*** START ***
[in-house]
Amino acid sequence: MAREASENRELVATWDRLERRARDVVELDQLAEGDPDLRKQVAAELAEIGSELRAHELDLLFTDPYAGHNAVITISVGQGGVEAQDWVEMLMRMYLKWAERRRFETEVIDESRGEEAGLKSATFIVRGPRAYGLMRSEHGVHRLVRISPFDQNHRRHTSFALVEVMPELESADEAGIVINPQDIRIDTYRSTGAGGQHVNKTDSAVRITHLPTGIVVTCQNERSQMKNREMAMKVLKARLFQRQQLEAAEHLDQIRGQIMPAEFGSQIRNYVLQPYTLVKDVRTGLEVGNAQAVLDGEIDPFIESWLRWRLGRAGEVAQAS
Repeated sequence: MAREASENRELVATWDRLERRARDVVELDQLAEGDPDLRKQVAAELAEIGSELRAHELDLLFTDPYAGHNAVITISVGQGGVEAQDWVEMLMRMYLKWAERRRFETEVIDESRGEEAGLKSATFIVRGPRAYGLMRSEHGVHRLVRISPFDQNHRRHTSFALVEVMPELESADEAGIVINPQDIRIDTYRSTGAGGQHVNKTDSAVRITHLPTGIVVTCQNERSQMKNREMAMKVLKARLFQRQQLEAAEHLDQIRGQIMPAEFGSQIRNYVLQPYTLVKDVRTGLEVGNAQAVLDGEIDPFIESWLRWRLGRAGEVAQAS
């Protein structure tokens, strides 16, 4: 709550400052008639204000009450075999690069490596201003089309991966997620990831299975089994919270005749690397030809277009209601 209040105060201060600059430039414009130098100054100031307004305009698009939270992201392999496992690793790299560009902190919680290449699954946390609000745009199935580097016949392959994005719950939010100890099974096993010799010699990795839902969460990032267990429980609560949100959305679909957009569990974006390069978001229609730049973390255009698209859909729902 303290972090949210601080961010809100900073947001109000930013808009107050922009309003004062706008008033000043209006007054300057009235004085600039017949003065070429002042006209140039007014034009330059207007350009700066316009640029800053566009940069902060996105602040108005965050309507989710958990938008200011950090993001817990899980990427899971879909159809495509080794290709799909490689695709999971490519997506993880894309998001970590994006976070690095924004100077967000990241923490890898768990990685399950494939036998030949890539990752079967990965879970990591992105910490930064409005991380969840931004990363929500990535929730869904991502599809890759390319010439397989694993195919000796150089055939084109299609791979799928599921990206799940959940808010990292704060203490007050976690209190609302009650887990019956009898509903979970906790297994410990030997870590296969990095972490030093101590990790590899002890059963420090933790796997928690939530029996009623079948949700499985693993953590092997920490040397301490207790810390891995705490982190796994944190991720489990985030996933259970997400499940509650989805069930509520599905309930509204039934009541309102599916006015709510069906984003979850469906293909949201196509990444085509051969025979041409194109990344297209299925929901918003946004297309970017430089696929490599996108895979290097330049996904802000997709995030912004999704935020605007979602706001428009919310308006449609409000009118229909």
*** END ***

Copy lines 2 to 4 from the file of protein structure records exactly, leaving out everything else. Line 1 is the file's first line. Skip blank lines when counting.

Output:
Amino acid sequence: MAREASENRELVATWDRLERRARDVVELDQLAEGDPDLRKQVAAELAEIGSELRAHELDLLFTDPYAGHNAVITISVGQGGVEAQDWVEMLMRMYLKWAERRRFETEVIDESRGEEAGLKSATFIVRGPRAYGLMRSEHGVHRLVRISPFDQNHRRHTSFALVEVMPELESADEAGIVINPQDIRIDTYRSTGAGGQHVNKTDSAVRITHLPTGIVVTCQNERSQMKNREMAMKVLKARLFQRQQLEAAEHLDQIRGQIMPAEFGSQIRNYVLQPYTLVKDVRTGLEVGNAQAVLDGEIDPFIESWLRWRLGRAGEVAQAS
Repeated sequence: MAREASENRELVATWDRLERRARDVVELDQLAEGDPDLRKQVAAELAEIGSELRAHELDLLFTDPYAGHNAVITISVGQGGVEAQDWVEMLMRMYLKWAERRRFETEVIDESRGEEAGLKSATFIVRGPRAYGLMRSEHGVHRLVRISPFDQNHRRHTSFALVEVMPELESADEAGIVINPQDIRIDTYRSTGAGGQHVNKTDSAVRITHLPTGIVVTCQNERSQMKNREMAMKVLKARLFQRQQLEAAEHLDQIRGQIMPAEFGSQIRNYVLQPYTLVKDVRTGLEVGNAQAVLDGEIDPFIESWLRWRLGRAGEVAQAS
């Protein structure tokens, strides 16, 4: 709550400052008639204000009450075999690069490596201003089309991966997620990831299975089994919270005749690397030809277009209601 209040105060201060600059430039414009130098100054100031307004305009698009939270992201392999496992690793790299560009902190919680290449699954946390609000745009199935580097016949392959994005719950939010100890099974096993010799010699990795839902969460990032267990429980609560949100959305679909957009569990974006390069978001229609730049973390255009698209859909729902 303290972090949210601080961010809100900073947001109000930013808009107050922009309003004062706008008033000043209006007054300057009235004085600039017949003065070429002042006209140039007014034009330059207007350009700066316009640029800053566009940069902060996105602040108005965050309507989710958990938008200011950090993001817990899980990427899971879909159809495509080794290709799909490689695709999971490519997506993880894309998001970590994006976070690095924004100077967000990241923490890898768990990685399950494939036998030949890539990752079967990965879970990591992105910490930064409005991380969840931004990363929500990535929730869904991502599809890759390319010439397989694993195919000796150089055939084109299609791979799928599921990206799940959940808010990292704060203490007050976690209190609302009650887990019956009898509903979970906790297994410990030997870590296969990095972490030093101590990790590899002890059963420090933790796997928690939530029996009623079948949700499985693993953590092997920490040397301490207790810390891995705490982190796994944190991720489990985030996933259970997400499940509650989805069930509520599905309930509204039934009541309102599916006015709510069906984003979850469906293909949201196509990444085509051969025979041409194109990344297209299925929901918003946004297309970017430089696929490599996108895979290097330049996904802000997709995030912004999704935020605007979602706001428009919310308006449609409000009118229909």